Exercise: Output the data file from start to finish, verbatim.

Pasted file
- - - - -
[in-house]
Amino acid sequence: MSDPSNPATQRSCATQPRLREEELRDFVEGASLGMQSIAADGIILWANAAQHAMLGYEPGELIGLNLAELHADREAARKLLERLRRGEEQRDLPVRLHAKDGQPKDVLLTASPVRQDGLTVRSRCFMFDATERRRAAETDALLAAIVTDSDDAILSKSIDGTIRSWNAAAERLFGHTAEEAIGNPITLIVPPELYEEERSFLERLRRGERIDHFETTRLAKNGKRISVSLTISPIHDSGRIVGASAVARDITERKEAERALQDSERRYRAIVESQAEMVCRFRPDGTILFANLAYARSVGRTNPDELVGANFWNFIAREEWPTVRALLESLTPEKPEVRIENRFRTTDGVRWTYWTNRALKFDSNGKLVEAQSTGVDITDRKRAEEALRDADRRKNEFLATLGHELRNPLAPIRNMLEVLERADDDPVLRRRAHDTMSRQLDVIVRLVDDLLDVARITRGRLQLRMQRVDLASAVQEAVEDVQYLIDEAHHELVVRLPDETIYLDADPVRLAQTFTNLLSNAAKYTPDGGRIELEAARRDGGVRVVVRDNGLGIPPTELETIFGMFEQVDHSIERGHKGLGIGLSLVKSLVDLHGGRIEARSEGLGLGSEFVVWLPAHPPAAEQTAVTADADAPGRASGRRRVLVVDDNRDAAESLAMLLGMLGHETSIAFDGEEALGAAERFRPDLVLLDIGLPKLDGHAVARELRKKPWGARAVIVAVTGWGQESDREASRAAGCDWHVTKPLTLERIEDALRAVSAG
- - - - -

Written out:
[in-house]
Amino acid sequence: MSDPSNPATQRSCATQPRLREEELRDFVEGASLGMQSIAADGIILWANAAQHAMLGYEPGELIGLNLAELHADREAARKLLERLRRGEEQRDLPVRLHAKDGQPKDVLLTASPVRQDGLTVRSRCFMFDATERRRAAETDALLAAIVTDSDDAILSKSIDGTIRSWNAAAERLFGHTAEEAIGNPITLIVPPELYEEERSFLERLRRGERIDHFETTRLAKNGKRISVSLTISPIHDSGRIVGASAVARDITERKEAERALQDSERRYRAIVESQAEMVCRFRPDGTILFANLAYARSVGRTNPDELVGANFWNFIAREEWPTVRALLESLTPEKPEVRIENRFRTTDGVRWTYWTNRALKFDSNGKLVEAQSTGVDITDRKRAEEALRDADRRKNEFLATLGHELRNPLAPIRNMLEVLERADDDPVLRRRAHDTMSRQLDVIVRLVDDLLDVARITRGRLQLRMQRVDLASAVQEAVEDVQYLIDEAHHELVVRLPDETIYLDADPVRLAQTFTNLLSNAAKYTPDGGRIELEAARRDGGVRVVVRDNGLGIPPTELETIFGMFEQVDHSIERGHKGLGIGLSLVKSLVDLHGGRIEARSEGLGLGSEFVVWLPAHPPAAEQTAVTADADAPGRASGRRRVLVVDDNRDAAESLAMLLGMLGHETSIAFDGEEALGAAERFRPDLVLLDIGLPKLDGHAVARELRKKPWGARAVIVAVTGWGQESDREASRAAGCDWHVTKPLTLERIEDALRAVSAG